Is housing heading for trouble?
The stock market has tumbled, and bitcoin has stumbled. But the one financial asset that has held up — so far — is the price of the family home. In fact, in the last year the Zillow Home Index, which measures the price of the middle tier of U.S. homes, has risen 20.7%. Plus, you got to live in your home while it appreciated.
Of course, the housing market was subsidized by very low fixed interest rates for many years, far lower than the rate of inflation. And now that rates have spiked upward, it's not clear how home values will hold up.
I remember counseling readers not to just “walk away” from homes they couldn’t afford during the foreclosure crisis a decade ago. I warned they would ruin their credit and never get back in the game, but many gave up on home ownership and just wanted to rent.
It’s difficult to remember that a dozen years ago America was so “oversupplied” with houses that new homes in some parts of the country were being demolished!
Here’s a quote from a prominent real estate blog in 2009 describing the situation in California:
“The homes were once owned by developer Mathews Homes and picked up by Guaranty Bank in Irvine via foreclosure. Guaranty Bank in Irvine is paying for the destruction of them. (Four) model homes and 12 almost finished homes are being demolished. ... Banks are looking at their huge shadow inventory of homes and the huge wave of REOs (real estate owned) they are working on right now and concluding that the value of these unfinished homes is too low to bother selling.”
Today you can’t get a contractor to install new windows — assuming you can find the windows — but back then construction workers were scrambling to find jobs. The same blog commented, “So many contractors are out of work right now that they are bidding jobs at (half) the rates of 2006."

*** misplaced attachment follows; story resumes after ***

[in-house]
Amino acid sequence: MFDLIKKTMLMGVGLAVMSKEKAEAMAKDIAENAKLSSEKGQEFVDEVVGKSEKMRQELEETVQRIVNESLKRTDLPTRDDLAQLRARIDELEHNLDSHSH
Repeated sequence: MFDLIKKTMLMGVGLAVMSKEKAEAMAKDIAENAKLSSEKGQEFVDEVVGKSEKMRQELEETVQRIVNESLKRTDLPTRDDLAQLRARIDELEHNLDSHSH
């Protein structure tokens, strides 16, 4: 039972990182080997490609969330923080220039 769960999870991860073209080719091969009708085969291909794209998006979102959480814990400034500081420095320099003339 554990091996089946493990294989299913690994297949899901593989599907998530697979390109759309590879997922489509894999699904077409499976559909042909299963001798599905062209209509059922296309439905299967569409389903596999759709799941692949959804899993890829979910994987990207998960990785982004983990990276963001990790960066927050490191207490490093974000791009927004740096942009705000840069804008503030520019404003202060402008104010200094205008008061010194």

For those with longer memories, there was another historic housing crunch in the early 1980s. Mortgage rates as high as 15% caused home prices to fall dramatically since borrowers could no longer afford the monthly payment. Realtors protested Federal Reserve Chair Paul Volcker’s high rates, sending keys to Washington to dramatize their plight. But those who could step into the market at that point were able to buy bargains.
That 1982 crunch was a repeat of the 1972-74 housing bust, when rising oil prices triggered inflation and higher mortgage rates. The Nixon administration's wage and price controls, instituted in 1971, failed to stop inflation or higher mortgage rates, leading to a real estate bust. That housing crisis led to the 1974 “Whip Inflation Now” buttons issued under President Gerald Ford.
That’s the housing cycle: historically, boom follows bust follows boom follows bust. Over the long run — if you could ride it out and keep making mortgage payments — the family home has been a spectacular investment, even adjusted for inflation.